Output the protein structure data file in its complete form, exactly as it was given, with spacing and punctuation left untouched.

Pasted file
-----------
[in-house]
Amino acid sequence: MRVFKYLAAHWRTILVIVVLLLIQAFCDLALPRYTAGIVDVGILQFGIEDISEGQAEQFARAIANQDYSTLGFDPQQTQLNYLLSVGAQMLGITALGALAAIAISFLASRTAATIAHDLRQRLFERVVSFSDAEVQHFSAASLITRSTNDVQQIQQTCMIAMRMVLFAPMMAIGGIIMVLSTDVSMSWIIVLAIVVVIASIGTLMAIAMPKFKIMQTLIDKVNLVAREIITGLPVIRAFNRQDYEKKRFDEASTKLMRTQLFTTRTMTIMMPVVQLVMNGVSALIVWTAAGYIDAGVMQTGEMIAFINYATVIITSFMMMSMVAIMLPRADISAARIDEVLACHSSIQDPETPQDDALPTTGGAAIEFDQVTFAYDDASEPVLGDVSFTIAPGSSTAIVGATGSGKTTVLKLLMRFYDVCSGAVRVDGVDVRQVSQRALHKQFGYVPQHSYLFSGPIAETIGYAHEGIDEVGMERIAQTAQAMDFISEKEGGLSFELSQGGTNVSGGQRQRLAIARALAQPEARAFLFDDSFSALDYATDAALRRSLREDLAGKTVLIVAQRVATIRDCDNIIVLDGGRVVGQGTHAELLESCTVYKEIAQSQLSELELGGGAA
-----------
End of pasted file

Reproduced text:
[in-house]
Amino acid sequence: MRVFKYLAAHWRTILVIVVLLLIQAFCDLALPRYTAGIVDVGILQFGIEDISEGQAEQFARAIANQDYSTLGFDPQQTQLNYLLSVGAQMLGITALGALAAIAISFLASRTAATIAHDLRQRLFERVVSFSDAEVQHFSAASLITRSTNDVQQIQQTCMIAMRMVLFAPMMAIGGIIMVLSTDVSMSWIIVLAIVVVIASIGTLMAIAMPKFKIMQTLIDKVNLVAREIITGLPVIRAFNRQDYEKKRFDEASTKLMRTQLFTTRTMTIMMPVVQLVMNGVSALIVWTAAGYIDAGVMQTGEMIAFINYATVIITSFMMMSMVAIMLPRADISAARIDEVLACHSSIQDPETPQDDALPTTGGAAIEFDQVTFAYDDASEPVLGDVSFTIAPGSSTAIVGATGSGKTTVLKLLMRFYDVCSGAVRVDGVDVRQVSQRALHKQFGYVPQHSYLFSGPIAETIGYAHEGIDEVGMERIAQTAQAMDFISEKEGGLSFELSQGGTNVSGGQRQRLAIARALAQPEARAFLFDDSFSALDYATDAALRRSLREDLAGKTVLIVAQRVATIRDCDNIIVLDGGRVVGQGTHAELLESCTVYKEIAQSQLSELELGGGAA